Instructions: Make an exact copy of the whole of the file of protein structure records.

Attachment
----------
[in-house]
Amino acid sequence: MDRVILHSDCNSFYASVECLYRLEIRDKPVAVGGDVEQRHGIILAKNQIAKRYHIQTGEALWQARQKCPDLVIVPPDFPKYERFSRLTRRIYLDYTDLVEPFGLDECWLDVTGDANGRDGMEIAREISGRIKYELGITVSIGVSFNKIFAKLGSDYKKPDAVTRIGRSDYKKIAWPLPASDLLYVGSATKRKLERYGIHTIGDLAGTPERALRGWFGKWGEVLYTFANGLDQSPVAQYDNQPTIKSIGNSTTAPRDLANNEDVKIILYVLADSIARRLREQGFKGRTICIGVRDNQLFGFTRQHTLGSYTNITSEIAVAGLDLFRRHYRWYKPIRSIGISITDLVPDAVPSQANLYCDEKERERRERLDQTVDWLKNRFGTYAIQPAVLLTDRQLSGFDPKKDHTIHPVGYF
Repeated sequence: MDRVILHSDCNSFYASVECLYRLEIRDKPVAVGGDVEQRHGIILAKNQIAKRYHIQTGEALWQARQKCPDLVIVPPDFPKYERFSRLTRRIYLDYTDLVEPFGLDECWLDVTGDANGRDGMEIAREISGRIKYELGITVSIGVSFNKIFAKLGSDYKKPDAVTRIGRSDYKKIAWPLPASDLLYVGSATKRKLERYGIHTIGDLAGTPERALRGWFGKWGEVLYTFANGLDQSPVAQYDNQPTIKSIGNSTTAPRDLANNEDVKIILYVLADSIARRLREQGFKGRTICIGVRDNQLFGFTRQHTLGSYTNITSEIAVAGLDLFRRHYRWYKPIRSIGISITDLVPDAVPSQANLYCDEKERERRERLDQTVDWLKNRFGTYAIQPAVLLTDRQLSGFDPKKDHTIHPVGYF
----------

[in-house]
Amino acid sequence: MDRVILHSDCNSFYASVECLYRLEIRDKPVAVGGDVEQRHGIILAKNQIAKRYHIQTGEALWQARQKCPDLVIVPPDFPKYERFSRLTRRIYLDYTDLVEPFGLDECWLDVTGDANGRDGMEIAREISGRIKYELGITVSIGVSFNKIFAKLGSDYKKPDAVTRIGRSDYKKIAWPLPASDLLYVGSATKRKLERYGIHTIGDLAGTPERALRGWFGKWGEVLYTFANGLDQSPVAQYDNQPTIKSIGNSTTAPRDLANNEDVKIILYVLADSIARRLREQGFKGRTICIGVRDNQLFGFTRQHTLGSYTNITSEIAVAGLDLFRRHYRWYKPIRSIGISITDLVPDAVPSQANLYCDEKERERRERLDQTVDWLKNRFGTYAIQPAVLLTDRQLSGFDPKKDHTIHPVGYF
Repeated sequence: MDRVILHSDCNSFYASVECLYRLEIRDKPVAVGGDVEQRHGIILAKNQIAKRYHIQTGEALWQARQKCPDLVIVPPDFPKYERFSRLTRRIYLDYTDLVEPFGLDECWLDVTGDANGRDGMEIAREISGRIKYELGITVSIGVSFNKIFAKLGSDYKKPDAVTRIGRSDYKKIAWPLPASDLLYVGSATKRKLERYGIHTIGDLAGTPERALRGWFGKWGEVLYTFANGLDQSPVAQYDNQPTIKSIGNSTTAPRDLANNEDVKIILYVLADSIARRLREQGFKGRTICIGVRDNQLFGFTRQHTLGSYTNITSEIAVAGLDLFRRHYRWYKPIRSIGISITDLVPDAVPSQANLYCDEKERERRERLDQTVDWLKNRFGTYAIQPAVLLTDRQLSGFDPKKDHTIHPVGYF